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States CP Answers

Federal Key – Leadership/Coordination

Federal action is necessary to provide leadership and effective redistribution — history proves.


Robinson 15 — Kimberly Jenkins Robinson, Professor of Law and Austin Owen Research Scholar at the University of Richmond School of Law, Researcher at the Charles Hamilton Houston Institute for Race and Justice at Harvard Law School, former Associate Professor at the Emory School of Law, former General Attorney in the Office of the General Counsel at the United States Department of Education, holds a J.D. from Harvard Law School, 2015 (“How Reconstructing Education Federalism Could Fulfill the Aims of Rodriguez,” The Enduring Legacy of Rodriguez: Creating New Pathways to Equal Educational Opportunity, Edited by Charles J. Ogletree, Jr. and Kimberly Jenkins Robinson, Published by Harvard Education Press, ISBN 9781612508313, p. 221-223)

The Federal Government as the Final Guarantor of Equal Access to an Excellent Education



By enacting federal legislation, programs, and initiatives that embrace the elements discussed above, the federal government would reestablish itself as the final guarantor of equal access to an excellent education. Historically, ensuring equal educational opportunity was one of the principle rationales for federal involvement in education by assisting vulnerable groups when the states have failed to act in the national interest. Yet, an increasing focus on standards and accountability has shifted federal attention away from issues of educational equity, while federal reforms have unsuccessfully attempted to ensure a quality education for all schoolchildren.74 Although the federal government consistently should aim to maintain excellence, it also needs to reassert itself as the final guarantor of equal educational opportunity. In making this recommendation, I join with other scholars, such as Michael Rebell and Goodwin Liu, whose proposals call on the federal government to guarantee some form of equal educational opportunity.75

History suggests that the federal government is likely to be the only level of government to engage in the leadership and substantial redistribution of resources that equal access to an excellent education will require. Local politics often hinders substantial efforts to redistribute resources. Thus, it is not [end page 221] surprising that it took federal legislation to initiate numerous past reform efforts that addressed disparities in educational opportunity, such as those that assist disadvantaged students, girls and women, and disabled children. The federal government possesses an unparalleled ability to mobilize national, state, and local reform when the nation is confronted with an educational crisis.76 Therefore, my call for a stronger federal role in education builds on the historical federal role in advancing educational equity and the superior ability of the federal government to accomplish a redistribution of educational opportunity.

By focusing its attention on the policy-making areas identified above, the federal government would shoulder the primary burden for a national effort to ensure equal access to an excellent education and draw on its strengths in education policy making. Federal leadership would incentivize the states to engage in a collaborative partnership with the federal government to achieve this goal. At the same time, states, facing compelling incentives to join the national effort, would retain substantial control over education in choosing among a wide array of reforms.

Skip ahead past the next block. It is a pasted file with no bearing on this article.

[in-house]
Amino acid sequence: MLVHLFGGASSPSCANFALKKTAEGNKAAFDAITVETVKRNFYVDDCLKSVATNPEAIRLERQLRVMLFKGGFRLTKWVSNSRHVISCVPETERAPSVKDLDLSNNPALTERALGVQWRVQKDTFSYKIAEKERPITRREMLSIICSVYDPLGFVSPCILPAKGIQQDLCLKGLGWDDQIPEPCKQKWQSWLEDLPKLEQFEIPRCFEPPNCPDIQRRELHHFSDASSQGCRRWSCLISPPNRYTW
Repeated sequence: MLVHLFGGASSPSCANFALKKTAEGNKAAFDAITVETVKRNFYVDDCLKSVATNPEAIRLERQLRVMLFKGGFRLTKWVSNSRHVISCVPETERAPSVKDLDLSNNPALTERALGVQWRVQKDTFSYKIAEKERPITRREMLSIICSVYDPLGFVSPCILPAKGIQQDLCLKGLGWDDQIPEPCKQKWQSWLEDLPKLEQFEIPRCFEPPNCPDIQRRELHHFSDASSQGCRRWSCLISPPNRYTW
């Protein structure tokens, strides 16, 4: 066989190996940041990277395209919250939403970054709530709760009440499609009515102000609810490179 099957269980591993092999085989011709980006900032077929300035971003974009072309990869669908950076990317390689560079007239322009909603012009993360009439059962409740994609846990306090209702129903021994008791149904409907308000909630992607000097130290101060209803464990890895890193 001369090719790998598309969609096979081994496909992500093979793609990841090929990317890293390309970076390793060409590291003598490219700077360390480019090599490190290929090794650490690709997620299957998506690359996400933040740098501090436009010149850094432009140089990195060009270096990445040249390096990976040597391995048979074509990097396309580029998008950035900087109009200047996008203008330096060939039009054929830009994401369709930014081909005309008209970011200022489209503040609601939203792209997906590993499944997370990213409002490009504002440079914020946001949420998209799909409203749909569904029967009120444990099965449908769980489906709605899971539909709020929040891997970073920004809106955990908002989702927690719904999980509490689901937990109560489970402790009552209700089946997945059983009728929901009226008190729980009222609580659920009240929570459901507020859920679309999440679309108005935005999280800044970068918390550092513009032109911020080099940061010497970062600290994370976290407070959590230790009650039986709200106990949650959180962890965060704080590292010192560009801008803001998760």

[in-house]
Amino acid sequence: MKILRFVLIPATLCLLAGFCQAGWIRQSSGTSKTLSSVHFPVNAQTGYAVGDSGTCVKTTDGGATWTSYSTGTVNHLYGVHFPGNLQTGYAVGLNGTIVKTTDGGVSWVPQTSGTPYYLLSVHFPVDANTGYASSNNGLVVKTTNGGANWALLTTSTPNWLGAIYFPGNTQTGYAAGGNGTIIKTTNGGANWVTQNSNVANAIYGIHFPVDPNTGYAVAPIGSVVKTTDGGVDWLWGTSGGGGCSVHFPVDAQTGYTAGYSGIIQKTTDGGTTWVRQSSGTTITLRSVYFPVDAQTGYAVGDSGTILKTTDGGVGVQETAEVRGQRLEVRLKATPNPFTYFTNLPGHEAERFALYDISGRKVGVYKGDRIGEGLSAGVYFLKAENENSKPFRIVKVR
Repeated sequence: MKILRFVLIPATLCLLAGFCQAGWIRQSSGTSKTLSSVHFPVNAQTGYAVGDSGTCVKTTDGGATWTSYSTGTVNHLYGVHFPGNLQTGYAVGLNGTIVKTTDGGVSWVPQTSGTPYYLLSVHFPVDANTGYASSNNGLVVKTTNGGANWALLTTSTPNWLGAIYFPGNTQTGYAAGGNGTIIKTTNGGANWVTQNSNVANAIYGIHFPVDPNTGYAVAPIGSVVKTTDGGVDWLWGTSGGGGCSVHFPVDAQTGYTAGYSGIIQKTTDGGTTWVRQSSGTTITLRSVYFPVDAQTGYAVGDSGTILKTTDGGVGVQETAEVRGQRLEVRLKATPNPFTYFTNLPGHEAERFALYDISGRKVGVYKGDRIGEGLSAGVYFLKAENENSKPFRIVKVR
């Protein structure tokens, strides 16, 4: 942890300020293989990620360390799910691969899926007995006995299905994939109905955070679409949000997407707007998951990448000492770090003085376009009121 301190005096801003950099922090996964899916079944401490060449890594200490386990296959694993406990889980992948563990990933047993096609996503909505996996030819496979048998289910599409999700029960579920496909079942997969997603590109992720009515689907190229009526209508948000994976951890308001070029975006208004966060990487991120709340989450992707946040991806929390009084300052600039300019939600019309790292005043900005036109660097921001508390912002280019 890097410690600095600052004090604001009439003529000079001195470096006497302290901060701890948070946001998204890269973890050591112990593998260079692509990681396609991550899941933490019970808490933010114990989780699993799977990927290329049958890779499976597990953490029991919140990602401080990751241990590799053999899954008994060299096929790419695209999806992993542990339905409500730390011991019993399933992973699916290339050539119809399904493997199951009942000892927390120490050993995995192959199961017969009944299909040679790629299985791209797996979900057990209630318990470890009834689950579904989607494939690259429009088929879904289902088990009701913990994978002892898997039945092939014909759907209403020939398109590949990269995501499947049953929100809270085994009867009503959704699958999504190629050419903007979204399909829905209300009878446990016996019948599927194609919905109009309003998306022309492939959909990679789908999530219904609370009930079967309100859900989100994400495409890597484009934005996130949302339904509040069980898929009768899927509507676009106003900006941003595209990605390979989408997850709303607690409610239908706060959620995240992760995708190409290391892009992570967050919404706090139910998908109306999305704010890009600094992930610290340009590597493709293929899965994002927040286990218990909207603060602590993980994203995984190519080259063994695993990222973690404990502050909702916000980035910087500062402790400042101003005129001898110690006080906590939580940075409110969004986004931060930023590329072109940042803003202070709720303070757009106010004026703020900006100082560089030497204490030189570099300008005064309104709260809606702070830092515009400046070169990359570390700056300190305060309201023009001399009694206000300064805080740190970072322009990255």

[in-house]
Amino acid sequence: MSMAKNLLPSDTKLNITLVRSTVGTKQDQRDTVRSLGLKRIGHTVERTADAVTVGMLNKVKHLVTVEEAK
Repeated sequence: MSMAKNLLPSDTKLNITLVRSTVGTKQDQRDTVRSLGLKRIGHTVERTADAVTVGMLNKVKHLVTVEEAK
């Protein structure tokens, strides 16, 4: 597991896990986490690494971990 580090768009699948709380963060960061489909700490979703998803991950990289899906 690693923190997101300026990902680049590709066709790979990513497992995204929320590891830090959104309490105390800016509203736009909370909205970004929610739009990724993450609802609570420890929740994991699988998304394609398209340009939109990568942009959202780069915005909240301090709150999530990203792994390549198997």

Some may argue that the states should bear the primary burden for ensuring equal access to an excellent education because education remains primarily a state function. I reject this dualist understanding of education and highlight here the long history that reveals that the states will not rectify opportunity and achievement gaps on their own. Embracing federal leadership on these issues builds on the growing consensus reflected in NCLB and other federal education legislation: the federal government should exercise a substantial role in education law and policy.77

Others may contend that the federal government should rein in its growing role in education. In some ways, this criticism points to the failures of past initiatives as evidence that the federal government's role in education should be curtailed. Most recently, some scholars condemn the shortcomings and implementation of NCLB and RTTT. Undeniably, the federal government has undertaken a variety of unsuccessful education reforms.78 Yet, an established track record in education over the last fifty years has given the United States ample evidence to identify the strengths and weaknesses of federal education policy making. My theory embraces a variety of federal policy-making strengths and builds on the federal government's superior and more consistent reform record on issues of educational equity in the face of inconsistent and overwhelmingly ineffective state reform.79 [end page 222]

Today, although the federal government invests in education, this investment is quite limited relative to state and local investments. Increasing federal demands for its limited contribution have enabled the federal government to avoid shouldering a substantial portion of the costs and burdens associated with accomplishing the nation's education goals while still enjoying the ability to set the education agenda and demand results. 80 Having the federal government as the final guarantor of equal access to an excellent education would strengthen the relationship between growing federal influence in education and greater federal responsibility for accomplishing national objectives. This transformation would greatly improve on the nation's current cooperative federalism approach to education.